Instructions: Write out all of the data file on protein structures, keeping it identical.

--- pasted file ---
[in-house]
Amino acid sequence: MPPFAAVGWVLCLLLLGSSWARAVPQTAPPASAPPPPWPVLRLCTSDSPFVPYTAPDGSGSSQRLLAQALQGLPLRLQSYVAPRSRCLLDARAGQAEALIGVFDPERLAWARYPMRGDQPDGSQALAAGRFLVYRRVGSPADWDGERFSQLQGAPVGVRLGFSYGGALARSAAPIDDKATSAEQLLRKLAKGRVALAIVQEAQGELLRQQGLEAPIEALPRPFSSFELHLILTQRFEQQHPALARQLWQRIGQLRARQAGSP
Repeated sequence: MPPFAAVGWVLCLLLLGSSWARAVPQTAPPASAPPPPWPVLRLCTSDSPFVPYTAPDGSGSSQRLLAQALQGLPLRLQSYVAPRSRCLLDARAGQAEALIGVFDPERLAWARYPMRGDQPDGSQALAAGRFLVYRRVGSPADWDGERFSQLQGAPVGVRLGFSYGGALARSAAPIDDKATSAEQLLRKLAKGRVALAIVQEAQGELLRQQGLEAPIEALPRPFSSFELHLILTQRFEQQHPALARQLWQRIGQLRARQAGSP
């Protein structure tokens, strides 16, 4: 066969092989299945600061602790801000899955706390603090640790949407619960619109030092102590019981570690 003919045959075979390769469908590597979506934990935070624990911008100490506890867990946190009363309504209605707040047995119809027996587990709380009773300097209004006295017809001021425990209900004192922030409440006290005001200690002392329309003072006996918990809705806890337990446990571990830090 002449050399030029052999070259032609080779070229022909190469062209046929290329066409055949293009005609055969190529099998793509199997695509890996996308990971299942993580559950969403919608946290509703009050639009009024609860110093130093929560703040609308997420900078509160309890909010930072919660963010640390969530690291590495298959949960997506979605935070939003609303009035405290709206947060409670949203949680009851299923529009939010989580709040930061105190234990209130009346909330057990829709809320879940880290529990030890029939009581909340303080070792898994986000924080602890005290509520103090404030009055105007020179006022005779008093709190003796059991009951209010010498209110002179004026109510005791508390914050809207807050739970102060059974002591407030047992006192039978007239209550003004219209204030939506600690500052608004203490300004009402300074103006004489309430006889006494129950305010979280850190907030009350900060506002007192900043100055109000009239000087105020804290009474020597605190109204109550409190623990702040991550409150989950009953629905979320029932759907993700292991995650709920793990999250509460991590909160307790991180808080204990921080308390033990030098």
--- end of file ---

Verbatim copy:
[in-house]
Amino acid sequence: MPPFAAVGWVLCLLLLGSSWARAVPQTAPPASAPPPPWPVLRLCTSDSPFVPYTAPDGSGSSQRLLAQALQGLPLRLQSYVAPRSRCLLDARAGQAEALIGVFDPERLAWARYPMRGDQPDGSQALAAGRFLVYRRVGSPADWDGERFSQLQGAPVGVRLGFSYGGALARSAAPIDDKATSAEQLLRKLAKGRVALAIVQEAQGELLRQQGLEAPIEALPRPFSSFELHLILTQRFEQQHPALARQLWQRIGQLRARQAGSP
Repeated sequence: MPPFAAVGWVLCLLLLGSSWARAVPQTAPPASAPPPPWPVLRLCTSDSPFVPYTAPDGSGSSQRLLAQALQGLPLRLQSYVAPRSRCLLDARAGQAEALIGVFDPERLAWARYPMRGDQPDGSQALAAGRFLVYRRVGSPADWDGERFSQLQGAPVGVRLGFSYGGALARSAAPIDDKATSAEQLLRKLAKGRVALAIVQEAQGELLRQQGLEAPIEALPRPFSSFELHLILTQRFEQQHPALARQLWQRIGQLRARQAGSP
């Protein structure tokens, strides 16, 4: 066969092989299945600061602790801000899955706390603090640790949407619960619109030092102590019981570690 003919045959075979390769469908590597979506934990935070624990911008100490506890867990946190009363309504209605707040047995119809027996587990709380009773300097209004006295017809001021425990209900004192922030409440006290005001200690002392329309003072006996918990809705806890337990446990571990830090 002449050399030029052999070259032609080779070229022909190469062209046929290329066409055949293009005609055969190529099998793509199997695509890996996308990971299942993580559950969403919608946290509703009050639009009024609860110093130093929560703040609308997420900078509160309890909010930072919660963010640390969530690291590495298959949960997506979605935070939003609303009035405290709206947060409670949203949680009851299923529009939010989580709040930061105190234990209130009346909330057990829709809320879940880290529990030890029939009581909340303080070792898994986000924080602890005290509520103090404030009055105007020179006022005779008093709190003796059991009951209010010498209110002179004026109510005791508390914050809207807050739970102060059974002591407030047992006192039978007239209550003004219209204030939506600690500052608004203490300004009402300074103006004489309430006889006494129950305010979280850190907030009350900060506002007192900043100055109000009239000087105020804290009474020597605190109204109550409190623990702040991550409150989950009953629905979320029932759907993700292991995650709920793990999250509460991590909160307790991180808080204990921080308390033990030098």